Ravi Shankar's name is known to all music lovers and he has been the greatest ambassador to the West for Indian Classical Music, which was relatively unknown and unappreciated in UK until the '50s, when I began to attend small concerts in London to hear great performers including the sarodist, Ali Akbar Khan, since when I have been writing about this arcane delight, whilst remaining still an ignorant devotee of this wonderful music, which requires years of study to begin to penetrate its mysteries. At a superficial level, it is easy to enjoy, and few will remain untouched by the beauty of the sitar, to see and to hear, with revealing close-ups showing exactly how it is played.
To celebrate Ravi Shankar's 80th birthday here is a delightful and moving documentary, expertly compiled and filmed, with breathtaking scenes of life in India and the West. Ravi Shankar reviews his extraordinary life with warmth and humility, commenting with members of his family around him on the scenes which pass before him and us, expressing gratitude for his good fortune and long life. We are taken through his childhood, world tours as a dancer in a troup led by his brother Uday, the glamorous high life of Paris and New York, meetings and associations with all the greatest musicians of the time and, from eighteen, intensive study with his guru Baba Allauddin Khan which led him towards emergence as the great musician in the classical tradition who is revered the world over.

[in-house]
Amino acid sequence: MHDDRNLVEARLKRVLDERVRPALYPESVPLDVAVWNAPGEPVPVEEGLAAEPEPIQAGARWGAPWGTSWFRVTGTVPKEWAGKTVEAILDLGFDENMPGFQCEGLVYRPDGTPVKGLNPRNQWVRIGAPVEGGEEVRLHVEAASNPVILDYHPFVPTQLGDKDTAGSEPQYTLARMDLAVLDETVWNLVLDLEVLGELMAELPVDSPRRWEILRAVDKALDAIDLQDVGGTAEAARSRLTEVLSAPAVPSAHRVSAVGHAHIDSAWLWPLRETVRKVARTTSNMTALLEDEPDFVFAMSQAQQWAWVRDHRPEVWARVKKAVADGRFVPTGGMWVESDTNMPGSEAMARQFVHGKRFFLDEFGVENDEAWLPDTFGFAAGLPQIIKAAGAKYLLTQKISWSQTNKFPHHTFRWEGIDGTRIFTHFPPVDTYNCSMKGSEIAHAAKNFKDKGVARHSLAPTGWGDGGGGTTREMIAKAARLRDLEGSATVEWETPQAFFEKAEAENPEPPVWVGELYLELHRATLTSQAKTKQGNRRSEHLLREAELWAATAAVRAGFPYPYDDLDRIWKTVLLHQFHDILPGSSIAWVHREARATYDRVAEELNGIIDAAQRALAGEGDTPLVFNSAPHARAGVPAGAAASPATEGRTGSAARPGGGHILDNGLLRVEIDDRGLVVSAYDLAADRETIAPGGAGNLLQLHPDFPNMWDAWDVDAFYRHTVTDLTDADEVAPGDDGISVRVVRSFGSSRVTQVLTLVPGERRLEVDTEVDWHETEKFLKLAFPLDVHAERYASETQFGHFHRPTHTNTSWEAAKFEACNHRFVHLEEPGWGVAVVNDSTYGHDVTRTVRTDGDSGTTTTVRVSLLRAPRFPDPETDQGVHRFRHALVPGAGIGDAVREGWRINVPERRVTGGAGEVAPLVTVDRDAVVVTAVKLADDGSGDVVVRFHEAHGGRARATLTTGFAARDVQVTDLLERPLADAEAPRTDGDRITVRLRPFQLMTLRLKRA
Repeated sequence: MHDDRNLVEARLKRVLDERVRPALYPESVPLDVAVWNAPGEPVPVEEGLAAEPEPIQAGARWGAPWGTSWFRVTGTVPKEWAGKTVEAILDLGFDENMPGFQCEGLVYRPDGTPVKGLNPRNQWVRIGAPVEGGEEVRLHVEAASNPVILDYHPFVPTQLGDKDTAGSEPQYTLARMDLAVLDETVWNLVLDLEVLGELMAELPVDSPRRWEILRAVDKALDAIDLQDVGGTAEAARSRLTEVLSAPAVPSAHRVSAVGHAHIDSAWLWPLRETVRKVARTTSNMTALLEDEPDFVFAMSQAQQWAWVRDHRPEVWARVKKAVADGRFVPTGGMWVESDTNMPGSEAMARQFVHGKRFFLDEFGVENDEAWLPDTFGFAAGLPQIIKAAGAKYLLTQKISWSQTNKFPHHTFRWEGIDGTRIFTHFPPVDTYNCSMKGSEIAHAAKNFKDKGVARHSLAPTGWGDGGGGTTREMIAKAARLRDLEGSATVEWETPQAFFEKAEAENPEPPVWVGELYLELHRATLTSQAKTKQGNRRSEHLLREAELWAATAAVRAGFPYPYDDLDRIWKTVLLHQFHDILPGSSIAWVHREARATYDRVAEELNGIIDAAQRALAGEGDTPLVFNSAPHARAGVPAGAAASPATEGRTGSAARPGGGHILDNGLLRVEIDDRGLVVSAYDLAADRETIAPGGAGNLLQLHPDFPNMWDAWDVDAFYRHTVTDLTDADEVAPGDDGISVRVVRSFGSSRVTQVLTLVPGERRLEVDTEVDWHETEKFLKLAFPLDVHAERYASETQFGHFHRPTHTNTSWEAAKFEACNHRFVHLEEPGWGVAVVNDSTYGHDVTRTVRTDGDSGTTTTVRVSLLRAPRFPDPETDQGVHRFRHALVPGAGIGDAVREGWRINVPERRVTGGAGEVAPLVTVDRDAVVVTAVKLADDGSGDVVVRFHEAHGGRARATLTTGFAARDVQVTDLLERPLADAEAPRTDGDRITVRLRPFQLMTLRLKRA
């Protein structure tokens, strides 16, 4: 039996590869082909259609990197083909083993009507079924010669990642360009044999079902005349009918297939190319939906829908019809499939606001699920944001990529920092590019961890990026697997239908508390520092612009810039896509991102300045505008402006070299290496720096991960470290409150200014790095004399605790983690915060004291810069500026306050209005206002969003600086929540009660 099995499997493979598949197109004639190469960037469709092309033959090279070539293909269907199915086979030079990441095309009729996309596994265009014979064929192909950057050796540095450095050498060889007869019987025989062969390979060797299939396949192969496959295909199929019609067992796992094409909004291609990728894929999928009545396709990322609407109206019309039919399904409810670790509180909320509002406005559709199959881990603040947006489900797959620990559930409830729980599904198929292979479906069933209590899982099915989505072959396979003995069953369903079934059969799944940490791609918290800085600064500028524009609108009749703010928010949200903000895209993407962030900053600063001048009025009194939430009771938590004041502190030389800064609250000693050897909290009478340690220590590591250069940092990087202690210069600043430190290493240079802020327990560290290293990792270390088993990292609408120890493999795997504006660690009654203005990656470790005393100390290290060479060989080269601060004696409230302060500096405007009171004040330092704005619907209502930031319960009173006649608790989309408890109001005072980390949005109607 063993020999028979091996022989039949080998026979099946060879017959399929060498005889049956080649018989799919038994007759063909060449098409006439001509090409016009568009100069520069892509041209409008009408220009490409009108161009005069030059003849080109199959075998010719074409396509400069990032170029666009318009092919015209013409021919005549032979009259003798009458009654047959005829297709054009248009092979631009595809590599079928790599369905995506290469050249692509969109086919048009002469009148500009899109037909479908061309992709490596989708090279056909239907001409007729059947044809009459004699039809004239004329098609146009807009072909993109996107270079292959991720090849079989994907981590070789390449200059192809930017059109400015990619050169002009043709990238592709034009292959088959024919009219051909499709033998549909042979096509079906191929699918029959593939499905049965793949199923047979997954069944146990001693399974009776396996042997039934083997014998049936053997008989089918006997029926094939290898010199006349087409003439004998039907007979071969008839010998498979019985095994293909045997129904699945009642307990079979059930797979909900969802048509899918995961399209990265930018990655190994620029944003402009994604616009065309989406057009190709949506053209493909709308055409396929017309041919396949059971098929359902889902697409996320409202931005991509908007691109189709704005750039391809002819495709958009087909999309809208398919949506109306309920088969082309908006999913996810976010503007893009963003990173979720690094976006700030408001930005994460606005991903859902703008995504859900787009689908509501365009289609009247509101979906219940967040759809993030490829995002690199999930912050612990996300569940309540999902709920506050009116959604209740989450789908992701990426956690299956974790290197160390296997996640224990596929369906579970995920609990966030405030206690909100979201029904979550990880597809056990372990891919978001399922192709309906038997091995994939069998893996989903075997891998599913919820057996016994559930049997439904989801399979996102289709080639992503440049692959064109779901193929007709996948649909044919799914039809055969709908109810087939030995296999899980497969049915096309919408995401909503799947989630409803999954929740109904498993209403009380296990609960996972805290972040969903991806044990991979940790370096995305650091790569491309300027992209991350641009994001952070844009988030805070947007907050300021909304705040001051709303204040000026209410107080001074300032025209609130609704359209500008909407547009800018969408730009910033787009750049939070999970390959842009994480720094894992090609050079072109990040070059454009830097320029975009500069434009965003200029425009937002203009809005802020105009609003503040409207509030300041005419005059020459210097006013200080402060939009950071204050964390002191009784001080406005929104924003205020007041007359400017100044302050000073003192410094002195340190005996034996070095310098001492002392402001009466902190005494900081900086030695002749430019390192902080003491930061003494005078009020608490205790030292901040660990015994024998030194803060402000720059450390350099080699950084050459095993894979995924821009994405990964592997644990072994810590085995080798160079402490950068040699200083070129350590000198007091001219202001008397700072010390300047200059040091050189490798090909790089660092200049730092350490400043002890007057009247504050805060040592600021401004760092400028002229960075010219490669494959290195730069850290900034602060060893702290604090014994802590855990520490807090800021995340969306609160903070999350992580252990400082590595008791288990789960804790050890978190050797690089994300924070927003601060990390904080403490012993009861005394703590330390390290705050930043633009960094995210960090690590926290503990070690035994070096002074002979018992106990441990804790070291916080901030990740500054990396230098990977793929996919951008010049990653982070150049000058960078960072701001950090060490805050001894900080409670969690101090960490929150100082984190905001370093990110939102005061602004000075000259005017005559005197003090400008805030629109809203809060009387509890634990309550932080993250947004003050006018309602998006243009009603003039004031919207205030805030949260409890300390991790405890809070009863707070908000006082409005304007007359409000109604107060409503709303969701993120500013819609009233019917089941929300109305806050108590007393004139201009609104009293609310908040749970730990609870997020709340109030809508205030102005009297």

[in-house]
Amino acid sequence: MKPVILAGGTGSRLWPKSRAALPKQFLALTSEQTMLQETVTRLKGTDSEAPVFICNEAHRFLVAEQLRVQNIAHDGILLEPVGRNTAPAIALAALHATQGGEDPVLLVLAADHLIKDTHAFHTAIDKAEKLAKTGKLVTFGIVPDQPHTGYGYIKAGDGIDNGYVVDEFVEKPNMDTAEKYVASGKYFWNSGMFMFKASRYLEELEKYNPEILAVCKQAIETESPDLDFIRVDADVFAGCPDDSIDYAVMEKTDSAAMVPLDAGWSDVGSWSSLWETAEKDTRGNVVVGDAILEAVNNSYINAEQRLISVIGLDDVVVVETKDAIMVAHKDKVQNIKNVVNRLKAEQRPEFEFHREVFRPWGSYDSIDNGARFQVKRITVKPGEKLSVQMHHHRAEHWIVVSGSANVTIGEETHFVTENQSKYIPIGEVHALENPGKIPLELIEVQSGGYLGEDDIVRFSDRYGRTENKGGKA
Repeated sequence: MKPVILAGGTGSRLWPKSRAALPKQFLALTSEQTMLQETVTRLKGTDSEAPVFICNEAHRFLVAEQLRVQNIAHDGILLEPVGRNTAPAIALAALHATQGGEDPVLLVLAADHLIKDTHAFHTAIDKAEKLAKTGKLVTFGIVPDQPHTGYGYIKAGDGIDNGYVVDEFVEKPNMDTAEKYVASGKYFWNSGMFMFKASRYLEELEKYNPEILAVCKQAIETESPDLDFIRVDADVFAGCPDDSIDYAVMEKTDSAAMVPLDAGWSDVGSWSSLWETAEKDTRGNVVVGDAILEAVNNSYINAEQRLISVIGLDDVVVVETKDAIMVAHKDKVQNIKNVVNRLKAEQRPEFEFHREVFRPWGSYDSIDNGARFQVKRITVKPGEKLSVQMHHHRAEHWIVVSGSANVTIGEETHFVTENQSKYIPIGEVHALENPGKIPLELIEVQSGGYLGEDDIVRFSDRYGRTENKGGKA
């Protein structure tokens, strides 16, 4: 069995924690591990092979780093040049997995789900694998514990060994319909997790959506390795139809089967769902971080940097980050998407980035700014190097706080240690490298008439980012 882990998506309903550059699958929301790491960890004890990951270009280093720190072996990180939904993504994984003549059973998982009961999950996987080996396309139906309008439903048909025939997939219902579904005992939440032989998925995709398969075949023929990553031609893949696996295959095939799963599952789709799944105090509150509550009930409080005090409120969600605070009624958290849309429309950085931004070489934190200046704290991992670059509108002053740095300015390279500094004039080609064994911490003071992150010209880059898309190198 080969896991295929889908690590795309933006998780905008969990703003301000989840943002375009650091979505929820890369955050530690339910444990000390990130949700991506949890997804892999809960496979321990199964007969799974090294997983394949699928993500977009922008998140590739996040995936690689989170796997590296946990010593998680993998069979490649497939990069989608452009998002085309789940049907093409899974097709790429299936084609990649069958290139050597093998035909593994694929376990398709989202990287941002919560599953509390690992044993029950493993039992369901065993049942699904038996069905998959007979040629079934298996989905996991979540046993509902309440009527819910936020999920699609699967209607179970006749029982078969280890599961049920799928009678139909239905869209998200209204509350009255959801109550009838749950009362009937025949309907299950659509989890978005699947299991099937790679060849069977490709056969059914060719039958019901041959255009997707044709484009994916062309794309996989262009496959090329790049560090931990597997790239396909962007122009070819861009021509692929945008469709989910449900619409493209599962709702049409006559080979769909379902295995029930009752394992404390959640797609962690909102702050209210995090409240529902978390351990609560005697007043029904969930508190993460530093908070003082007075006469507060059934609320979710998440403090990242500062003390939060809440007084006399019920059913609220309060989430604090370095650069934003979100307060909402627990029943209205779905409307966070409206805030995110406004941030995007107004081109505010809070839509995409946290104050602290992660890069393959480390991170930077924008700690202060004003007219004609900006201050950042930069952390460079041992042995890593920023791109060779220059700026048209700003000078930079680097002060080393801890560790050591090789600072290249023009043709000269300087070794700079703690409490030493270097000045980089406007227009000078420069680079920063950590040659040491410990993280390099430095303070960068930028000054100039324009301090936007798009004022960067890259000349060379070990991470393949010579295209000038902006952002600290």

Later Ravi Shankar contributed the music to Satyajit Ray's historic films, influenced musicians as diverse as Menuhin, John Coltrane and George Harrison, later retreating and withdrawing from the rock world super-stardom and taking great satisfaction in teaching pupils including his daughter Anoushka, now a sitar virtuoso in her own right. There is a short extract from one of his lessons and, to end, a short introduction to Indian music and to the sitar, with a demonstration of how they are made, followed by two Ragas played in concert in London, at Union Chapel, Islington, during the summer of 2002, the Raga Rangeela Piloo especially beautiful.
Links to PGW's earlier writings for further reading:
IMMERSION IN INDIAN MUSIC: July 1999 Indian classical music has become increasingly available in UK concerts and recordings during the last few decades.
THE RAGA GUIDE A survey of 74 Hindustani Ragas: Book with 4 CDs Nimbus NI 5536-9
Copyright © 2002, Peter Grahame Woolf